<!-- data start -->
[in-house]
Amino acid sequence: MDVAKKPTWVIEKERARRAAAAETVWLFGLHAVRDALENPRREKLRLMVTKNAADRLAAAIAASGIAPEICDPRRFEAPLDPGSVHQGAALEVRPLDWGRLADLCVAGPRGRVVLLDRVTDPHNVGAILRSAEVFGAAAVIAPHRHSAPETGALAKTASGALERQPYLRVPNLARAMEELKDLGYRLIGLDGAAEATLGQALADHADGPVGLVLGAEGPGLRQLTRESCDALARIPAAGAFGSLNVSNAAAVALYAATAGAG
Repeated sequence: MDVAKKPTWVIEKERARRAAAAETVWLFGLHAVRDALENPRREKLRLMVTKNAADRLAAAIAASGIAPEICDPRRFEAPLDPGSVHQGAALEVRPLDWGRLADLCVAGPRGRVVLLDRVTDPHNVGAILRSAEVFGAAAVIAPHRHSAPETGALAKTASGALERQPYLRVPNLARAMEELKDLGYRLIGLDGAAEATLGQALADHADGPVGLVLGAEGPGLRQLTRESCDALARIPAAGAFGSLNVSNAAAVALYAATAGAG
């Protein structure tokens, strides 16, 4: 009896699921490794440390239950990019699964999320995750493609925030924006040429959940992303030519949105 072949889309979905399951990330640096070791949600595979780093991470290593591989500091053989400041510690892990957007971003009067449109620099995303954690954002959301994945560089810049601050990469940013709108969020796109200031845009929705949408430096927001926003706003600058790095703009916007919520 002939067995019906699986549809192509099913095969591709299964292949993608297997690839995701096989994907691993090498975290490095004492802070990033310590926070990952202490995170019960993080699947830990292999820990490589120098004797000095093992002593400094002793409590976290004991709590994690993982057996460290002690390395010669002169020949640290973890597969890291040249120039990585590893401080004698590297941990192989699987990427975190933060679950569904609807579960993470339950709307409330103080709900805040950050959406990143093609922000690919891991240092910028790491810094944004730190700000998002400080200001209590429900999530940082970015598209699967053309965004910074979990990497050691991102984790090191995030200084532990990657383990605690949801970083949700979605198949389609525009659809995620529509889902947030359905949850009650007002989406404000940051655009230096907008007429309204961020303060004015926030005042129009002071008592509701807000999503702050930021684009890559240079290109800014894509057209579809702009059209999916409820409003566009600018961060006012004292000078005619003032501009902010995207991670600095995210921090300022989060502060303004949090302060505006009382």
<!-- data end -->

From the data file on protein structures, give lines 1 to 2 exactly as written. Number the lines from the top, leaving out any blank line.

[in-house]
Amino acid sequence: MDVAKKPTWVIEKERARRAAAAETVWLFGLHAVRDALENPRREKLRLMVTKNAADRLAAAIAASGIAPEICDPRRFEAPLDPGSVHQGAALEVRPLDWGRLADLCVAGPRGRVVLLDRVTDPHNVGAILRSAEVFGAAAVIAPHRHSAPETGALAKTASGALERQPYLRVPNLARAMEELKDLGYRLIGLDGAAEATLGQALADHADGPVGLVLGAEGPGLRQLTRESCDALARIPAAGAFGSLNVSNAAAVALYAATAGAG